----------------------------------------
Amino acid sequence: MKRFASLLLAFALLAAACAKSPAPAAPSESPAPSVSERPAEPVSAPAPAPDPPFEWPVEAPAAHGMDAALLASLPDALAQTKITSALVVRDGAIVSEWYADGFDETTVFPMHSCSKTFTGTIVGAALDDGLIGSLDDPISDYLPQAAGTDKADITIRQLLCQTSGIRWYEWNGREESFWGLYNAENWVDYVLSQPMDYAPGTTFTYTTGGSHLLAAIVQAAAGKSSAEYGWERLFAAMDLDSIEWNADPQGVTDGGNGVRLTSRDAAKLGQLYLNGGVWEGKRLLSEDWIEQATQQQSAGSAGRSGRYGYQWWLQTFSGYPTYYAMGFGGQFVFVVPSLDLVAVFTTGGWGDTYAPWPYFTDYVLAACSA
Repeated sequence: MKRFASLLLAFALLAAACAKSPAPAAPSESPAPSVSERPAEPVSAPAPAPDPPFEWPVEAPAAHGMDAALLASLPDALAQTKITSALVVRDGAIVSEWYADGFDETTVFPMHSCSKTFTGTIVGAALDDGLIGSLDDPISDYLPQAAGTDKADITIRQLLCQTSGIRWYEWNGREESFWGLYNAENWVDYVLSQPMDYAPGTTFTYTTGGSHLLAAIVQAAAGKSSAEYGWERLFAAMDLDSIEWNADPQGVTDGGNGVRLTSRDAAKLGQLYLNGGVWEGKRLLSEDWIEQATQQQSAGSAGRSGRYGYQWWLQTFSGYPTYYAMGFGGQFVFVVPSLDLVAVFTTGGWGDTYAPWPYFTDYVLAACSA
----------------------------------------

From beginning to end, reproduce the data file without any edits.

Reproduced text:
Amino acid sequence: MKRFASLLLAFALLAAACAKSPAPAAPSESPAPSVSERPAEPVSAPAPAPDPPFEWPVEAPAAHGMDAALLASLPDALAQTKITSALVVRDGAIVSEWYADGFDETTVFPMHSCSKTFTGTIVGAALDDGLIGSLDDPISDYLPQAAGTDKADITIRQLLCQTSGIRWYEWNGREESFWGLYNAENWVDYVLSQPMDYAPGTTFTYTTGGSHLLAAIVQAAAGKSSAEYGWERLFAAMDLDSIEWNADPQGVTDGGNGVRLTSRDAAKLGQLYLNGGVWEGKRLLSEDWIEQATQQQSAGSAGRSGRYGYQWWLQTFSGYPTYYAMGFGGQFVFVVPSLDLVAVFTTGGWGDTYAPWPYFTDYVLAACSA
Repeated sequence: MKRFASLLLAFALLAAACAKSPAPAAPSESPAPSVSERPAEPVSAPAPAPDPPFEWPVEAPAAHGMDAALLASLPDALAQTKITSALVVRDGAIVSEWYADGFDETTVFPMHSCSKTFTGTIVGAALDDGLIGSLDDPISDYLPQAAGTDKADITIRQLLCQTSGIRWYEWNGREESFWGLYNAENWVDYVLSQPMDYAPGTTFTYTTGGSHLLAAIVQAAAGKSSAEYGWERLFAAMDLDSIEWNADPQGVTDGGNGVRLTSRDAAKLGQLYLNGGVWEGKRLLSEDWIEQATQQQSAGSAGRSGRYGYQWWLQTFSGYPTYYAMGFGGQFVFVVPSLDLVAVFTTGGWGDTYAPWPYFTDYVLAACSA